Compose a 500 words assignment on what is aristoles view in virtue. Needs to be plagiarism free!

Compose a 500 words assignment on what is aristoles view in virtue. Needs to be plagiarism free! Aristotle’s Views on Virtue, Appetite and Friendship (teacher) &nbsp. &nbsp. &nbsp. &nbsp. &nbsp. &nbsp. &nbsp. &nbsp. Aristotle’s Views on Virtue, Appetite and Friendship

In the second book of the Nichomachean Ethics, Aristotle defines virtue by explaining its several aspects. First, Aristotle shows that there are two kinds of virtue – an intellectual virtue, which is a result of teaching, and a moral virtue, which is a result of habit (Aristotle, Nichomachean Ethics, II.1). This moral virtue is the main subject of his book Ethics. For the ancient Greek philosopher Aristotle, “we are not made good or bad by nature” (II.5). Man is good only if he does good, and bad if he does otherwise. Moreover, he defines this goodness or virtue not as an inherent passion or faculty but a state of character that is fashioned by rationality, good choices and good action.

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First of all, according to Aristotle, moral virtue is defined by action, or in short, “we learn by doing them” (II.1). This means that virtue is not inherent in man’s nature but that man possesses the potentiality to practice virtue. Virtues are not an inborn quality of man but rather something that is acquired through practice. In the Ethics, Aristotle gives an example: “By doing the acts that we do in our transactions with other men we become just or unjust” (II.1). This means that a man is known as just not because of his nature but because he has demonstrated justice to others through his own acts. No one can say someone is good unless that someone has done good deeds. For Aristotle, action must precede virtue and character. It is therefore not that man is doing good things because he is good – but rather man is good because he is doing good things.

The idea of defining virtue as an action-based principle would then imply that its demonstration is actually a matter of choice (II.3). The idea of ascribing virtue as subject to man’s choice now becomes the basis of responsibility. Furthermore, Aristotle explains this by showing that virtue concerns itself with pleasures and pains and that it seeks the advantageous, the noble and the pleasant while it seeks to avoid the base, the injurious and the painful (II.3). Therefore, for Aristotle, virtue is something that is utilitarian or pleasure-seeking and pain-avoiding, unlike vice, which is its opposite.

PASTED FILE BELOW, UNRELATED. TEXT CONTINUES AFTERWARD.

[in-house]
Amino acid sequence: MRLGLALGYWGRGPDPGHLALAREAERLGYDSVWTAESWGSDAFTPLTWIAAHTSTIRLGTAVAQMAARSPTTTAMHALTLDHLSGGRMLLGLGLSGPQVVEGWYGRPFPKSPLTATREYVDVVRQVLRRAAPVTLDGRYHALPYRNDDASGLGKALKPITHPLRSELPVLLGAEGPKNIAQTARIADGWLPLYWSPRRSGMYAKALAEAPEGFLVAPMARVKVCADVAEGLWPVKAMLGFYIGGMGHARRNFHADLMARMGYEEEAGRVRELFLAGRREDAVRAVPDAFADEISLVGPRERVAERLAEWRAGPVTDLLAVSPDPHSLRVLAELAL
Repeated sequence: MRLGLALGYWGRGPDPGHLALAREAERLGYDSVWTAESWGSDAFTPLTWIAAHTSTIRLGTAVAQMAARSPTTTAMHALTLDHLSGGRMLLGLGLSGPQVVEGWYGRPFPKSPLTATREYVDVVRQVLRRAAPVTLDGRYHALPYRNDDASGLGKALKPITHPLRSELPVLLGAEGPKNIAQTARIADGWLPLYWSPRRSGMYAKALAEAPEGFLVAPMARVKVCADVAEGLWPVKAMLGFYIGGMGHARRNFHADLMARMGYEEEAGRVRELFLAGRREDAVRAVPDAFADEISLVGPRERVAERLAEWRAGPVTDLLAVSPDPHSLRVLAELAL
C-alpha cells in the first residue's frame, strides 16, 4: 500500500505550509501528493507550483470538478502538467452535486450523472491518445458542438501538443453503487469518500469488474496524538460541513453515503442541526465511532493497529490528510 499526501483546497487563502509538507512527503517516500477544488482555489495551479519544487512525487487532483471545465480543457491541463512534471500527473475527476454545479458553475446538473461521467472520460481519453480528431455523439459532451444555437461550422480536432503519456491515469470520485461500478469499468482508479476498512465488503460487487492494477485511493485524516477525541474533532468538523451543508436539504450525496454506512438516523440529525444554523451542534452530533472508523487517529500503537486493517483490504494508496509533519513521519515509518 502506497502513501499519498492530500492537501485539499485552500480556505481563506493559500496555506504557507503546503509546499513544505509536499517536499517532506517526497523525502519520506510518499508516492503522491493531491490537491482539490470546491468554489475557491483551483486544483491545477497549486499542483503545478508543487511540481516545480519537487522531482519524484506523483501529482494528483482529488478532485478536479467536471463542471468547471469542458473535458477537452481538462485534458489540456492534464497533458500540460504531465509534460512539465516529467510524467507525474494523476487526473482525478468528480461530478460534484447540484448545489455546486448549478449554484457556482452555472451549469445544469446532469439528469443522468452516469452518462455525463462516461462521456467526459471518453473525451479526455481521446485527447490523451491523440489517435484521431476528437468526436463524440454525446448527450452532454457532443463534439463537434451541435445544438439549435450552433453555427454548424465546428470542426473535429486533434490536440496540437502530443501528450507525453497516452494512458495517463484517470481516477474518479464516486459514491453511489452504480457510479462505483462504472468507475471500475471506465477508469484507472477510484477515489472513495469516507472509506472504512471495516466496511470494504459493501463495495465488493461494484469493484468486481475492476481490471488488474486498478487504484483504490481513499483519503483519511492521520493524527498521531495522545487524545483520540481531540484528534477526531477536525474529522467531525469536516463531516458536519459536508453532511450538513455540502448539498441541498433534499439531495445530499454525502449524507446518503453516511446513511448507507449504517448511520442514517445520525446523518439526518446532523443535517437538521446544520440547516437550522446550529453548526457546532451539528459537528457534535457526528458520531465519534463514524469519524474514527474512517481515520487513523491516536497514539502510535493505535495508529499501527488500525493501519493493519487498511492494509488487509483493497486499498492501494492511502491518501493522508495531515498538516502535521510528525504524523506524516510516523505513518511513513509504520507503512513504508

Although people would generally equate vice with evil, and virtue with goodness, Aristotle clarifies the meaning of virtue by defining it as a mean between two vices, one an excess and the other a lack: “Virtue is a kind of mean, since, as we have seen, it aims at what is intermediate” (II.6). For example, in terms of appetite, the vice of lacking pleasure is “insensibility” while the vice of having too much pleasure is “self-indulgence.” The middle ground is known as “temperance” and this is virtue (II.6). Another example is in matters of truth: the virtue is “truthfulness” while the vice of lack is “mock modesty” and the vice of excess is “boastfulness” (II.7). Aristotle, however, points out a few other corollaries to the doctrine of the mean: that certain vices may not have names such as an excess of fearlessness. that virtues have no excess or deficiency. and that certain names will always be bad, like adultery, shamelessness and envy (II.6). Furthermore, Aristotle emphasizes, in the words of Calypso, that “he who aims at the intermediate must first depart from what is more contrary to it” (II.8). This means that if, based on the previously stated example, one is boastful, then one must seek to display mock modesty in order to arrive at the mean of truthfulness. The same thing is true if one is too modest – he has to aim for boastfulness in order to become truthful.

In fact, Aristotle admits “it is no easy task to find the middle” (II.9). Nevertheless, from him, we have learned that “virtue is a state of character concerned with choice, lying in a mean…this being determined by a rational principle” (II.6). In short, the idea of being good or virtuous lies not in man’s nature but in his choice. We alone in our full authority choose to be good despite our nature and circumstances, and we can only do this if we seek virtue – or the intermediate between two extremes.

References

Aristotle. (350 BCE/2011). Nichomachean Ethics. Retrieved Oct. 24, 2011 from the Internet Classics Archive of Massachusetts Institute of Technology: http://classics.mit.edu/Aristotle/nicomachaen.2.ii.

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